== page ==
In Africa where school uniforms are the norm, providing them for free can actually help children to stay in school and pursue their educational qualifications so for every student that we sell a uniform to in the UAE, we have committed to provide a free uniform to a child in need in Africa every year. This is just part of our promise to put people and planet first. And we will also manufacture these school uniforms locally to help create jobs and opportunities within these communities.

In 2021 Kapes partnered with Kirigu Primary School in rural Nairobi to distribute uniforms to vulnerable children at the school.

Many countries in Africa have now eliminated general school fees, but the cost of uniforms remains a significant barrier. Historically, some headteachers would send children away if they arrived at school without the appropriate uniform so when some families are unable to afford school fees or uniforms, social inequalities are exacerbated. So when the ICS-Africa sponsored certain primary schoolchildren in poor, rural communities in Western Kenya to receive free school uniforms, researchers were able to collect data to assess the impact of uniform distribution.

ICS-Africa used a lottery to determine which children from 12 primary schools would receive school uniforms as part of their Child Sponsorship Program. More than 900 children were sponsored by donors in other countries to pay for their school fees and uniforms and field officers visited the schools to measure the sponsored children before providing a new uniform each year. The field officers also made unannounced visits to the schools multiple times a year to record whether each child enrolled in the program was present in class.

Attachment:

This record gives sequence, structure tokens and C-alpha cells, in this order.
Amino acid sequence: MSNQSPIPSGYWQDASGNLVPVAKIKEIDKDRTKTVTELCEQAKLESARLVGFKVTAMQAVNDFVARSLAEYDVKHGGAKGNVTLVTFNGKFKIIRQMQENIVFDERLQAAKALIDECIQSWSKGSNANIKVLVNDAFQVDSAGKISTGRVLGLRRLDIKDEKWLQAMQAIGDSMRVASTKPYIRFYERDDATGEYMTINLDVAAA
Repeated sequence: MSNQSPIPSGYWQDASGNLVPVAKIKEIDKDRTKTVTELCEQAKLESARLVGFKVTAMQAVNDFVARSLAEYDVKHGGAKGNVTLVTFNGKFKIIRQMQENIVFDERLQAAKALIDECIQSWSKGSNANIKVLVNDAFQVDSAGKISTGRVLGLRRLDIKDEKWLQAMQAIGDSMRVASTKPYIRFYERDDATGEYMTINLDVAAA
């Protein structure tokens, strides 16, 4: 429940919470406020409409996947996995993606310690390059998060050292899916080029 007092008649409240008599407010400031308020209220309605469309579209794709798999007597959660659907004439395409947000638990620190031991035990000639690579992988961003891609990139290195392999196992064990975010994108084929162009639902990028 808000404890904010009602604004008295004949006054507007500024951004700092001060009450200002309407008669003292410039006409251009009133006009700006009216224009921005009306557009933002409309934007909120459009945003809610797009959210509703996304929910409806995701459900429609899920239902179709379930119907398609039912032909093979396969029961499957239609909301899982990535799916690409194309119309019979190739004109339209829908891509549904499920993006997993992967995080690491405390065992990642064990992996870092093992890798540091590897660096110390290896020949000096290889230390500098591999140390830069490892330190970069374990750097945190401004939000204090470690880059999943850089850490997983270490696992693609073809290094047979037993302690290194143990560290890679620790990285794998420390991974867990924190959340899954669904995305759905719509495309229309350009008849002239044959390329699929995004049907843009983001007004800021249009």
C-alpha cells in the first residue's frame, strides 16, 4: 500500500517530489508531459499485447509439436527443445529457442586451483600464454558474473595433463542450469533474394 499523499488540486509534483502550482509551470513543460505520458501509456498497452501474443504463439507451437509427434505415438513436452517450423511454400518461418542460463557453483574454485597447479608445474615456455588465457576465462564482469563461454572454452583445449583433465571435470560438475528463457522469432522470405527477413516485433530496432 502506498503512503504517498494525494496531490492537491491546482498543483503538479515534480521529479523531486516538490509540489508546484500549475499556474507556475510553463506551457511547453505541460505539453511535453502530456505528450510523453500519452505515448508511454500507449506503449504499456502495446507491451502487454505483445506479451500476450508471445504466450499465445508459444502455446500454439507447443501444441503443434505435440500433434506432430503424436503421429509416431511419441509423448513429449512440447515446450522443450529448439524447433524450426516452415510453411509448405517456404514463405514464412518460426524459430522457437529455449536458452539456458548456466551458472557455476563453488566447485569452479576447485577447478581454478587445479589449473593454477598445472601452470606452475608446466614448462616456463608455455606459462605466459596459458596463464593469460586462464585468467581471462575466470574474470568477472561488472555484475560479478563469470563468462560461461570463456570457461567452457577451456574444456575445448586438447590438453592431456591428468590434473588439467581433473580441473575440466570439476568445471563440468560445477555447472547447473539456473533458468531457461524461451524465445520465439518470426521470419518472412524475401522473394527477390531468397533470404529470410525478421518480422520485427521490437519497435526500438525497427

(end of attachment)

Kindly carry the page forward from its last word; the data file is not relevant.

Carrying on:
Absenteeism in these schools was about 20% – on average, a child would miss one day of education every week – but that fell significantly in the initial years of the program. The research published in 2009 by economists at The World Bank, Harvard University and Yale University concludes that uniform provision reduced school absenteeism in these Kenyan communities by 44% for the average student, and 62% for students who did not previously own a uniform. The experts also concluded that the effect of receiving a uniform had a slightly larger positive impact on girls than boys and on younger (age 5-9) children than older (age 10-14) students.

Although a uniform is by no means the magic pill, it is our way to help keep kids in school, says Kapes founder Matthew Benjamin. “Education and sustainability go hand in hand, we simply cannot achieve sustainability until education is widely accessible to all”, says Benjamin. He explains, “considering that it is the people least responsible for climate change that will suffer the most, I believe that we all have a responsibility to do what is within our power to help those that are marginalised to lift themselves out of poverty”.

By partnering with Kapes you not only are providing your students with uniforms that are better for them and the planet, but you are teaching them to be global citizens by providing uniforms and access to education to those who need it most. To find out more about how you can play your part contact us here.